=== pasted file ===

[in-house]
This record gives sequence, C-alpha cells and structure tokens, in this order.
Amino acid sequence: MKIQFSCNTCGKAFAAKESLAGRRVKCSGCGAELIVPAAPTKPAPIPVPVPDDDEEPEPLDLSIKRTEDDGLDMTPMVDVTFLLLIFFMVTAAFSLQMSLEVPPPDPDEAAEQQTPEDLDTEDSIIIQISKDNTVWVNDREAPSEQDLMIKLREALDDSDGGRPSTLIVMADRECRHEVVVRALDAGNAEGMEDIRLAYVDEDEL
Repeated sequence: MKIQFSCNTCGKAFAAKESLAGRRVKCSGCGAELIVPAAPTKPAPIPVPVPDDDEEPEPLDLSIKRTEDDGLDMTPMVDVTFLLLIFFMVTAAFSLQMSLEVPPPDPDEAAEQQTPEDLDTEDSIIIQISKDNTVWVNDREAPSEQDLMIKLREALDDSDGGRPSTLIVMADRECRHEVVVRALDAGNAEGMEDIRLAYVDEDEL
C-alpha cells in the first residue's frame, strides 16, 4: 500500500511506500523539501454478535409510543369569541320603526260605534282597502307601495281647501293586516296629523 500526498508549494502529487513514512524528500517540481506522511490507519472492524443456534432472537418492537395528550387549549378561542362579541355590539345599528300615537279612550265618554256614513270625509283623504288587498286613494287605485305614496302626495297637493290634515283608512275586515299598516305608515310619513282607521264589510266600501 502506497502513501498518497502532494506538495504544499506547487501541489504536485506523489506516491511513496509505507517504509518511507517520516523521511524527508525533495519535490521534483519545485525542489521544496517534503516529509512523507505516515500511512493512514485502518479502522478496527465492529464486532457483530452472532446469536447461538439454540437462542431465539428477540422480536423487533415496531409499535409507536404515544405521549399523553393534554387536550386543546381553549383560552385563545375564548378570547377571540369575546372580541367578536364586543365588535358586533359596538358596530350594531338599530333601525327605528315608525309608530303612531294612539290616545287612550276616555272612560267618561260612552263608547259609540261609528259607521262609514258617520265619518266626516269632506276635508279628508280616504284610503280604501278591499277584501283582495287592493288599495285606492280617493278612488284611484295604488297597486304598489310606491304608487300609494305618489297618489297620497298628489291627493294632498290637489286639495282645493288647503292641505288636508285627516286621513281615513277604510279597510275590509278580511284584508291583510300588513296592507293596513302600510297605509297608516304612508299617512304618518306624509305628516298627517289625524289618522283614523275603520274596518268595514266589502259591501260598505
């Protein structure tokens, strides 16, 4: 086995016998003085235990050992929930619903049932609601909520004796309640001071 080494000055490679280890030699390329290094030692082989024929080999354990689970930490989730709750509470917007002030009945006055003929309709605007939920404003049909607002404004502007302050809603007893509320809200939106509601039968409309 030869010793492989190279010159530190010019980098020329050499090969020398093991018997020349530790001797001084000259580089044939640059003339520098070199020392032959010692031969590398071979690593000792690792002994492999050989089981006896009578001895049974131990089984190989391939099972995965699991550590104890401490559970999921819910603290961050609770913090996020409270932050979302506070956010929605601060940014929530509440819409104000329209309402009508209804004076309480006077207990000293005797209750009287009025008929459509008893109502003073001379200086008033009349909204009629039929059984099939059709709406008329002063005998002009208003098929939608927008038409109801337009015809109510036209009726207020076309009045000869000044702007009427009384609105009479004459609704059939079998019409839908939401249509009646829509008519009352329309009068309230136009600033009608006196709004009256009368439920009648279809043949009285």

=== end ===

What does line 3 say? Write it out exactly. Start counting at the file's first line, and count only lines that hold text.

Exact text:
Amino acid sequence: MKIQFSCNTCGKAFAAKESLAGRRVKCSGCGAELIVPAAPTKPAPIPVPVPDDDEEPEPLDLSIKRTEDDGLDMTPMVDVTFLLLIFFMVTAAFSLQMSLEVPPPDPDEAAEQQTPEDLDTEDSIIIQISKDNTVWVNDREAPSEQDLMIKLREALDDSDGGRPSTLIVMADRECRHEVVVRALDAGNAEGMEDIRLAYVDEDEL